Hawaii Judge Blocks the Muslim Travel Ban
More guns. Trump’s proposed budget plan, which he released today, includes big cuts in environmental protection and foreign aid and a $54 billion increase in defense spending, reports Reuters. The EPA would be cut by 31%, or $2.6 billion, according to The New York Times. This would be the smallest budget for the EPA in 40 years. The budget outline is expected to be skimpy on details like tax proposals that are typically included in such plans, Politico said.
No ban. A federal judge in Hawaii issued a nationwide order Wednesday evening, blocking Trump’s ban on travel from parts of the Muslim world, reports the New York Times. Judge Derrick K. Watson wrote that the new order was “issued with a purpose to disfavor a particular religion, in spite of its stated, religiously neutral purpose.”
New injury. New Medicaid chief Seema Verma on her first day on the job told states they should look at charging premiums for poor families on Medicaid and prodding them to get jobs. Verma, who was sworn in Tuesday, made similar changes in Indiana where Medicaid recipients had coverage terminated for missed payments.
No protection. The Consumer Financial Protection Bureau, the watchdog agency created under Obama to protect our wallets from predatory banks and other financial institutions, is under siege, and Consumer Reports lays out why. Trump signed an executive order in February that could lead to the bureau being gutted. The bureau is also being attacked in court, Bloomberg reports. PHH Corp., a New Jersey mortgage company ordered to pay $109 million for illegally referring consumers to mortgage insurers in exchange for kickbacks, is trying to kill off the bureau in a court case. Trump’s Justice Department is expected to side with the offending mortgage company.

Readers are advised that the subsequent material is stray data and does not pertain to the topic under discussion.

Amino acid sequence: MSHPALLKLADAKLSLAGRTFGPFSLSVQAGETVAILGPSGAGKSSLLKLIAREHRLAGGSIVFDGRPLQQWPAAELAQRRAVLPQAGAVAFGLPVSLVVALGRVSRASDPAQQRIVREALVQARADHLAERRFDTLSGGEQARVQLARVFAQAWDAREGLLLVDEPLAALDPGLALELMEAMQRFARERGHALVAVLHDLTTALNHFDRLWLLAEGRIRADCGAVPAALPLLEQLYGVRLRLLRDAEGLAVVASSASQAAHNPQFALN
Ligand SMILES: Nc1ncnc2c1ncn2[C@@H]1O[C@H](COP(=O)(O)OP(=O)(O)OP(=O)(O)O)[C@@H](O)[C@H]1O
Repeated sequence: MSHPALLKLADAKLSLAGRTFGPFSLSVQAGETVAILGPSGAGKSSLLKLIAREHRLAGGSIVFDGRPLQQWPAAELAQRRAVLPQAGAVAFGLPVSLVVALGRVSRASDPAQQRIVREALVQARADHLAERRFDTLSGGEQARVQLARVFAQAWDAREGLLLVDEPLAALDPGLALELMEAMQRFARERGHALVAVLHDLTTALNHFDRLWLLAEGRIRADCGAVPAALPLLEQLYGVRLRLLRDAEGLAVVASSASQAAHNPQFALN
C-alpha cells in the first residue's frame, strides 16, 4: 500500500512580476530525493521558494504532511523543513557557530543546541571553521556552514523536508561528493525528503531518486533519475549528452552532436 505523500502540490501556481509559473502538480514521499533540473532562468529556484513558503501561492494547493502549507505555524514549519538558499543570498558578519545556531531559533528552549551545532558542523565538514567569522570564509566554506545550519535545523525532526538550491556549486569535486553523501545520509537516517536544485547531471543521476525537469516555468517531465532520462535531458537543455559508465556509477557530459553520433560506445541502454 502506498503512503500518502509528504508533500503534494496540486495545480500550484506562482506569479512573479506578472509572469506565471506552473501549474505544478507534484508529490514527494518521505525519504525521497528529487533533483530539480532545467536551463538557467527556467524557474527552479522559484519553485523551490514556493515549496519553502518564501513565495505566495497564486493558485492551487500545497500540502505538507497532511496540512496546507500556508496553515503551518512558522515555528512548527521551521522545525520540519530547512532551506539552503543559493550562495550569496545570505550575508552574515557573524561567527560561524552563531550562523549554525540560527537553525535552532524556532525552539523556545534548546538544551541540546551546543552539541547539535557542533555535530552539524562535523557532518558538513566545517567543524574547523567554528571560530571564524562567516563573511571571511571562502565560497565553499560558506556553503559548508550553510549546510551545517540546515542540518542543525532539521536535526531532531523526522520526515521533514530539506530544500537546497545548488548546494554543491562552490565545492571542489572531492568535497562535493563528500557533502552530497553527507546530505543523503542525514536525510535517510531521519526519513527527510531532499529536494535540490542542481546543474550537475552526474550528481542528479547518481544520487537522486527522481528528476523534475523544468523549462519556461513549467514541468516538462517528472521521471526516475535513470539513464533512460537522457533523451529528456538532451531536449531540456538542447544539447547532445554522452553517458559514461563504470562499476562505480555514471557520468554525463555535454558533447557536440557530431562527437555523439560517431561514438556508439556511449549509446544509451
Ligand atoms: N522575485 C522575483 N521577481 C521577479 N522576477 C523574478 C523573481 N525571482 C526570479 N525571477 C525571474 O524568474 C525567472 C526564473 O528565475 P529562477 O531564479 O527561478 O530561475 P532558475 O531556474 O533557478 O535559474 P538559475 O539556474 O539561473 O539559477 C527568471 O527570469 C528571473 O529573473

Troubled waters. Trump’s administration will offer 73 million acres offshore
of Texas, Louisiana, Mississippi, Alabama and Florida for oil and gas exploration. The proposed lease sale is scheduled for Aug. 16 and would include all available unleased areas in federal waters of the Gulf of Mexico.
Sporting news. The Senate is considering a resolution the Republican-dominated House has already approved that would allow hunters to kill bears with cubs and to shoot bears from planes on national wildlife refuges in Alaska, Eric Biber writes in LegalPlanet. The resolution is supported by the National Rifle Association. U.S. Rep. Don Young (R-Alaska) sponsored H.J.Res.69. The Senate version is S.J.Res.18 sponsored by Sen. Dan Sullivan (R-Alaska).
Pension cuts. The Obama-era administrator, Kenneth R. Feinberg, who oversaw a law on proposed pension cuts has resigned from his position at the Treasury Department, Bloomberg reports. The Kline-Miller Act allows multiemployer pension plans to ask Treasury to cut benefits to avoid insolvency. Feinberg was involved in approving cutting benefits for Iron Workers Local 17 Pension Fund but helped reject four other applications. Benefit cuts could affect 1.5 million retirees and workers.